Mrs. Richards (R) embraces Old Lady Comfort Juah for keeping herself in businessEighty year-old African-American missionary Shirley Richards has rededicated her life to charity in Liberia and mainly in communities where vulnerable women and children are finding it difficult to meet their daily needs.Mrs. Richards is a U.S. citizen residing in Texas, but who often visits Liberia as well as other African countries where she contributes to the well-being of people whose life circumstances have placed them far below the poverty index, as recorded recently by a UNDP (United Nations Development Programme) survey.The octogenarian (a person in their eighties) informed beneficiaries of the Rock Hole neighborhood of ELWA, Paynesville, that she and her husband Robert Richards first visited Liberia as missionaries of the Church of Christ Holiness in 1975, at which time the country had reached its present level of development.Mrs. Richards’ exercise on Monday benefited over 100 community inhabitants, many of whom were the less fortunate.“My late husband and I have visited Liberia several times before and after the country’s 14-year war. This trip, I believe, is my 27th to Liberia with other friends, who also did some good jobs on our behalf,” she said.She noted that her desire to be a kind giver is an “act of defining Christian life from being a church member to a caregiver, lover of humanity and one who empathizes with those in need.”Some of the items Mrs. Richards presented and which targeted about 100 persons, included solar lights, used clothes, and a 25kg bag of rice to a family of five, so that God takes charge and elevates their living standards.“I do not see myself as benefactor whenever I share whatever items with people, but as God’s privileged individual among many others who could do better than I. I am happy and pray that the socioeconomic condition of these people, including children, are improved,” she said.Mrs. Richards (with dark glasses) poses with some of the children who benefited from her gestureShe recalled that when former President Ellen Johnson-Sirleaf received her Nobel Peace Prize in 2011, the president appealed to Liberians in the Diaspora to come to Liberia and invest or share their gains with the many struggling families.Mrs. Richards recalled how during the Ebola Virus Disease (EVD) outbreak she had 106 students on a scholarship program, a farm in Caldwell, and a parcel of land in Paynesville earmarked for a school.“The scholarship program and the farm could not continue, owing to my age now. No one has been there to come and take over from me,” she said, adding that maintaining a scholarship program goes beyond payment of fees.According to her, she invested a little over US$7000.As done before for two other ladies, Mrs. Richards made a commitment to improve the petty trading businesses of fish seller Comfort Juah and Mary Browne, a fufu seller, by providing money to buy their goods.She called on beneficiaries to improve their little businesses but not to sell the gift items.Deborah Garto, 65; Janet Bondo, 42; and Patrick Sumo, 38 — all recipients — expressed gratitude to Mrs. Richards for being kindhearted to residents of poverty-stricken communities.Share this:Click to share on Twitter (Opens in new window)Click to share on Facebook (Opens in new window)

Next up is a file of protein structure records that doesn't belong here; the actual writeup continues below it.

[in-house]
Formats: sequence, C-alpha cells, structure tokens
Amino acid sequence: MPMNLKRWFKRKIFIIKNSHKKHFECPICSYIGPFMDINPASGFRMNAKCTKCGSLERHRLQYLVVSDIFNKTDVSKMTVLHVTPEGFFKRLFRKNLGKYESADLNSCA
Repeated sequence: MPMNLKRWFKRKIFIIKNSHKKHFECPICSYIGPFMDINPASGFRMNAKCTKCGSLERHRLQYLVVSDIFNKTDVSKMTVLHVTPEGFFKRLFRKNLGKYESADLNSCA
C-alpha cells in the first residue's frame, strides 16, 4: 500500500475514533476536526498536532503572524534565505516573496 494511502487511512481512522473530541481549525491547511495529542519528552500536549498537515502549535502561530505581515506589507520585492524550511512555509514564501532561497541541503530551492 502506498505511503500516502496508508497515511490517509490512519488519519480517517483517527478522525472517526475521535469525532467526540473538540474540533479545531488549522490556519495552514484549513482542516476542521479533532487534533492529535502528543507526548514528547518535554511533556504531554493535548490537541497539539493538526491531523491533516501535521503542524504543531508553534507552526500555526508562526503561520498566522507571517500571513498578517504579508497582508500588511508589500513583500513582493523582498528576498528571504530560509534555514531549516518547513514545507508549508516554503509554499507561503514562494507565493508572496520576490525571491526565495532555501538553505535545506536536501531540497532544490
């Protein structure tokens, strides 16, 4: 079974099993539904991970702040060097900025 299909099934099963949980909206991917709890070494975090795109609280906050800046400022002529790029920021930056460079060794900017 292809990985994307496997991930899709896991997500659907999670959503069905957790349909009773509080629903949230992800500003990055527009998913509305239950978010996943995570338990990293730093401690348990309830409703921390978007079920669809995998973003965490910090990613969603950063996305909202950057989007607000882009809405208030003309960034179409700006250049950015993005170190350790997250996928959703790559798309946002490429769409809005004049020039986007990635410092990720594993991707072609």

The veterinary staff of the Guyana Livestock Development Authority (GLDA) will be in Georgetown today to take blood samples from horses to test for Equine Infectious Anaemia (EIA), also known as swamp fever.In a social media post, the Agriculture Ministry said the disease was caused by a virus and was transmitted by blood-sucking insects.Further, the Ministry informed, “The horses from which samples will be taken will also be dewormed and given vitamins at no cost to the owner as part of this exercise.”The exercise will commence at 07:00h in central Georgetown and will wind down at 15:00h in Sophia, Greater Georgetown.Officials at the GLDA told Guyana Times that owners of horses had no reason to panic as there was no outbreak of the disease. It was explained that the project is part of the organisation’s animal health work programme for this year.Similar exercises were conducted from Turkeyen to Good Hope on the East Coast of Demerara and from Brickery to Ruimveldt on the East Bank of Demerara on June 18 and 20, respectively.EIA, or swamp fever, is also called horse malaria. The virus attacks the red blood cells of horses causing anaemia, weakness, and even death.Research shows that there is no cure for the disease, and horses are required to be tested regularly.Once a horse is infected, the virus remains in the animal’s body for the rest of its life.A few warning signs of the disease may include slight to high fever for a few days, weakness, weight loss, depression, and even disorientation.Persons with enquiries can contact the GLDA on 220-6556 or 220-6557 for more information.The sudden testing for these animals come at a time when the Trinidad and Tobago Government recently took a stance to ban all poultry items from Guyana after expressing concerns over duck viral hepatitis.A memo dated May 31, 2019, and signed by the twin-island republic’s Senior Veterinary Officer informed the Customs and Excise Division of the ban.The Agriculture Ministry had announced that the GLDA’s hatchery was closed owing to the unusual death of ducklings.“There is an increased mortality rate of ducklings being hatched at our facility; additionally, we were also informed by some farmers that a similar occurrence was taking place on a number of farms throughout the various regions,” the statement said.It was later mentioned that the Muscovy breed was under threat, especially those two to three weeks old. This precipitated surveillance and monitoring exercise targeting the animals. At that time, the deaths were labelled as an “unusual occurrence”.